More than other taxpayers, Californians have felt the brunt of the Internal Revenue Code's section 409A. This provision regulates the treatment of nonqualified deferred compensation for federal income tax purposes and mandates a 20% surtax plus interest on prior underpayments. California state law has augmented the penalty because it allows for an additional state 409A penalty equal to the federal 20%. What's more, because deferred compensation is common in one of the state's biggest industries, the entertainment sector, taxpayers of all stripes (not just highly paid executives in the financial or high-tech sectors who obtain compensation in the form of stock options) have suffered the provision's blow. As one expert notes, the reach of section 409A is long. "It can crop up wherever payments are delayed or contingent. Be careful."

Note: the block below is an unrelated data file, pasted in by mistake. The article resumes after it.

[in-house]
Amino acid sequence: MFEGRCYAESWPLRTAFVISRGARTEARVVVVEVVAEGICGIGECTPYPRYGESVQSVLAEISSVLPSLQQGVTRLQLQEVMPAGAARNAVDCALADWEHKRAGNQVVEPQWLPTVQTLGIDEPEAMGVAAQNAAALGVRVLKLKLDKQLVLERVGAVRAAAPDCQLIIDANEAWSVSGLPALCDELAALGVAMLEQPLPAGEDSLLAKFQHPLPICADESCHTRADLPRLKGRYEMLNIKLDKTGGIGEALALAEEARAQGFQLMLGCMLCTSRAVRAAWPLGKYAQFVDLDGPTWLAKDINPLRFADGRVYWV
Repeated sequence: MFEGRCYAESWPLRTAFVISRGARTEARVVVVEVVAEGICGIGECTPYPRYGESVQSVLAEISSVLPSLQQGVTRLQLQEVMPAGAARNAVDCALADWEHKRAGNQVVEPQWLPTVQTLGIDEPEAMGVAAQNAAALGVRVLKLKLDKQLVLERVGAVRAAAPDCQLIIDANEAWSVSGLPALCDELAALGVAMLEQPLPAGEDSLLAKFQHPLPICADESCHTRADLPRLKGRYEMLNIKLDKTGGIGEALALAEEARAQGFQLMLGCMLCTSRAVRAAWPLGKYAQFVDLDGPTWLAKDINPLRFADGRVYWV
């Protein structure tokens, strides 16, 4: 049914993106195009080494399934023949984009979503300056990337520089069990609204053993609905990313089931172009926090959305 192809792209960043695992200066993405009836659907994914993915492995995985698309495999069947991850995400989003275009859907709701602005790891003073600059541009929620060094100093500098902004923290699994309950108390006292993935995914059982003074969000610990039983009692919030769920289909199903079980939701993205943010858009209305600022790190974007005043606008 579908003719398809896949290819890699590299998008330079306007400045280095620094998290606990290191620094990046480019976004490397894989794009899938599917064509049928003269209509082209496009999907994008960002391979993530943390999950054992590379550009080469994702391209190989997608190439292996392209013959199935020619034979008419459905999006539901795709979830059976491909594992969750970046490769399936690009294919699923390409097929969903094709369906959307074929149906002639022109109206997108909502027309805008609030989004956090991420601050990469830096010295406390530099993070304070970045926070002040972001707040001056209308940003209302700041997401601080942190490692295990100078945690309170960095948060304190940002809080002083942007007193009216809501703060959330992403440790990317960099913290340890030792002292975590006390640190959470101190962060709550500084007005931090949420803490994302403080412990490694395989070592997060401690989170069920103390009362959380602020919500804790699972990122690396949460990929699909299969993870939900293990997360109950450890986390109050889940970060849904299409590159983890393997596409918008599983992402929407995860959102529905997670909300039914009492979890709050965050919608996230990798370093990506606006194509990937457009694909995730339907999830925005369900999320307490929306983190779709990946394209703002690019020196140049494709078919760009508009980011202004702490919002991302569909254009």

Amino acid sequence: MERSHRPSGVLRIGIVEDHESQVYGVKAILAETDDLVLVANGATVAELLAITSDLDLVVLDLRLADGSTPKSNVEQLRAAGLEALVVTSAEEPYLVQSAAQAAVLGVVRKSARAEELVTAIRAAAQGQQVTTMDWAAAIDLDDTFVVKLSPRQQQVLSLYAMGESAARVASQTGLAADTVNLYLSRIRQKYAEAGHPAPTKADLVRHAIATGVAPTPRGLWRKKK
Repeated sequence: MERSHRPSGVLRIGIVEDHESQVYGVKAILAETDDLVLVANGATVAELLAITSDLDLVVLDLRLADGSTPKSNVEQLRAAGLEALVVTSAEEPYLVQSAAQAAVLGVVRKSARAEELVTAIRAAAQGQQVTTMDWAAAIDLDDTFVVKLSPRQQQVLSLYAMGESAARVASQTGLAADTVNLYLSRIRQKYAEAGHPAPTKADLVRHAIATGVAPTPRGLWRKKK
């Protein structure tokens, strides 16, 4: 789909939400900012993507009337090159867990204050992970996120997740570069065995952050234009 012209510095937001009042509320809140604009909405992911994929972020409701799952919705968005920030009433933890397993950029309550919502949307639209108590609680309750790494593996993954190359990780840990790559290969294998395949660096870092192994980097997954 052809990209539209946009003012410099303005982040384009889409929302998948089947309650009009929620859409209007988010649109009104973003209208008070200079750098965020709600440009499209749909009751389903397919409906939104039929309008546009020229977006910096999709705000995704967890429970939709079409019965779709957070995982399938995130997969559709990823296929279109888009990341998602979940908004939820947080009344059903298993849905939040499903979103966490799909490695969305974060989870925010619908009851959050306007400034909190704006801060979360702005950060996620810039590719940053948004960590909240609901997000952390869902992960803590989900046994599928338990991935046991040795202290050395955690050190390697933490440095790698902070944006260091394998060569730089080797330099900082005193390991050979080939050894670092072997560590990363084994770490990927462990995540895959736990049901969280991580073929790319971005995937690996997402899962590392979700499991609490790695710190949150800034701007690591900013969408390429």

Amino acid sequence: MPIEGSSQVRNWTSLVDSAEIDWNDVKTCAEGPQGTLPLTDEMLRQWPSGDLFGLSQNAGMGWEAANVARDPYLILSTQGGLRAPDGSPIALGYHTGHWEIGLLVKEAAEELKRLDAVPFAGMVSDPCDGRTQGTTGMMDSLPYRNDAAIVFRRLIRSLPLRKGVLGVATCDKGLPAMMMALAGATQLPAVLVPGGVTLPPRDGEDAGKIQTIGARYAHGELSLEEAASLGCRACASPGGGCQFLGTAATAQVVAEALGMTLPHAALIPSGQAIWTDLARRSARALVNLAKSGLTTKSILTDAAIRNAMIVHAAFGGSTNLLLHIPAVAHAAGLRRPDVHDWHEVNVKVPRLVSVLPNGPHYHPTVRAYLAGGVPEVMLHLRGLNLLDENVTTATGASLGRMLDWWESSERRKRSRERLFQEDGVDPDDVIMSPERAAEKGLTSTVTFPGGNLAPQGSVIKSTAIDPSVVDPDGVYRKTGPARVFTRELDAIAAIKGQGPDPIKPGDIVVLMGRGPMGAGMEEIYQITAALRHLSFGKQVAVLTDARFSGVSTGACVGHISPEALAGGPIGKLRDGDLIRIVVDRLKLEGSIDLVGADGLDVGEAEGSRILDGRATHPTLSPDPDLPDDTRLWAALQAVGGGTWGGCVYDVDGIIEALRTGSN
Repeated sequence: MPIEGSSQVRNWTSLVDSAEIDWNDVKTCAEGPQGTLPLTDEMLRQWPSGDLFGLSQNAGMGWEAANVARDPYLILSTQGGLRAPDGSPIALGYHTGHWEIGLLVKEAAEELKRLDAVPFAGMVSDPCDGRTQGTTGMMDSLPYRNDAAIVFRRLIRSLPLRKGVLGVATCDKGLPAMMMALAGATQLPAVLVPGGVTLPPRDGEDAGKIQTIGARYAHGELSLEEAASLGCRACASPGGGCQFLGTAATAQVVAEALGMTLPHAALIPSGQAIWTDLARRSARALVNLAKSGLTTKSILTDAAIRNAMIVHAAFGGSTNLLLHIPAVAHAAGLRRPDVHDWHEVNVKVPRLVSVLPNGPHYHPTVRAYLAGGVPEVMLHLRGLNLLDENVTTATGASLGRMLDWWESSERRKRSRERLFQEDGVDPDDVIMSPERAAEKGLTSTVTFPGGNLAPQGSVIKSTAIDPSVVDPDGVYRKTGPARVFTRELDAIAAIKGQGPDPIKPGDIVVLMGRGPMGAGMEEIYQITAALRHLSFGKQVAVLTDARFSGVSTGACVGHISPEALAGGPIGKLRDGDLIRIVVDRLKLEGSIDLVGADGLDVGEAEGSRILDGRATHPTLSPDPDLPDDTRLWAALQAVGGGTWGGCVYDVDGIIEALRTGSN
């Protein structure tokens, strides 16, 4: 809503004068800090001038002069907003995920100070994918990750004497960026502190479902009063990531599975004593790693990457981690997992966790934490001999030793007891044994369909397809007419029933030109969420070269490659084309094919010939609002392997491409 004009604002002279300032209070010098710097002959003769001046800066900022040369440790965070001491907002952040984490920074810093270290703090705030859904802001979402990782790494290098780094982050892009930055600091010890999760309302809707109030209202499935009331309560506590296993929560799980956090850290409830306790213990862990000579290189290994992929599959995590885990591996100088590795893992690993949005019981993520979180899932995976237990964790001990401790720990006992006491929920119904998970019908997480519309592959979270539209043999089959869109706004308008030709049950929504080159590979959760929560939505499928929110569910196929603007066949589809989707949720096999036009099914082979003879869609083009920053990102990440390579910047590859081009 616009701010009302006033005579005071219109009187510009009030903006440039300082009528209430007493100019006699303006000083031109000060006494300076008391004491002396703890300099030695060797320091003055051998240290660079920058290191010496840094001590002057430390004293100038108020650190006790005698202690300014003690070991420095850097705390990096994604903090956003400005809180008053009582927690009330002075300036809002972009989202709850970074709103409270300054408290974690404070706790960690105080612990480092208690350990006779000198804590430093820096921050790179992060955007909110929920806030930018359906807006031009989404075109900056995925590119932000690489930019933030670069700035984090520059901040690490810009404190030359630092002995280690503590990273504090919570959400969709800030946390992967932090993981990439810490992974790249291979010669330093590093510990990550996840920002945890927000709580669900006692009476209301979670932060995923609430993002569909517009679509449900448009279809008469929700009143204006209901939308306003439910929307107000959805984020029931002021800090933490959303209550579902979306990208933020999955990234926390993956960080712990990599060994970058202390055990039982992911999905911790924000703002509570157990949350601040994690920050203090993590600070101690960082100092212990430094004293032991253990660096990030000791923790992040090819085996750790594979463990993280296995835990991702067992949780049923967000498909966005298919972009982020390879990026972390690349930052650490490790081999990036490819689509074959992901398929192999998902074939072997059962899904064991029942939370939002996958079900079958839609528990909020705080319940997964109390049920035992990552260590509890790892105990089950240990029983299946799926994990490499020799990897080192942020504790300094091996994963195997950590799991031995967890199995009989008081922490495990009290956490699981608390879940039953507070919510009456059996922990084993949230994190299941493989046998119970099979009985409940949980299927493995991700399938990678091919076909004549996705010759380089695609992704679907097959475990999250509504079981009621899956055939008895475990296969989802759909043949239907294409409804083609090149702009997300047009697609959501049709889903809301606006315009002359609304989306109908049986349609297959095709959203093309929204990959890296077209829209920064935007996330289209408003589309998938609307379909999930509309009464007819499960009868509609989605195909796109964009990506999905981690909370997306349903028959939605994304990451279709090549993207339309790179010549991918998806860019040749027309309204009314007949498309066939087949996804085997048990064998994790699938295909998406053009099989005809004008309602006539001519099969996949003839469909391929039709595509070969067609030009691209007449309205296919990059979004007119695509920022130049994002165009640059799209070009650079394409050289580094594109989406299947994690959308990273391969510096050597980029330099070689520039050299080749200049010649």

But, in a rare bit of good news, California's Governor Jerry Brown recently signed a bill that will reduce the state penalty to 5% and thus drop the total additional tax from 40% to 25% come Jan. 1, 2014.
Read more on the legislation.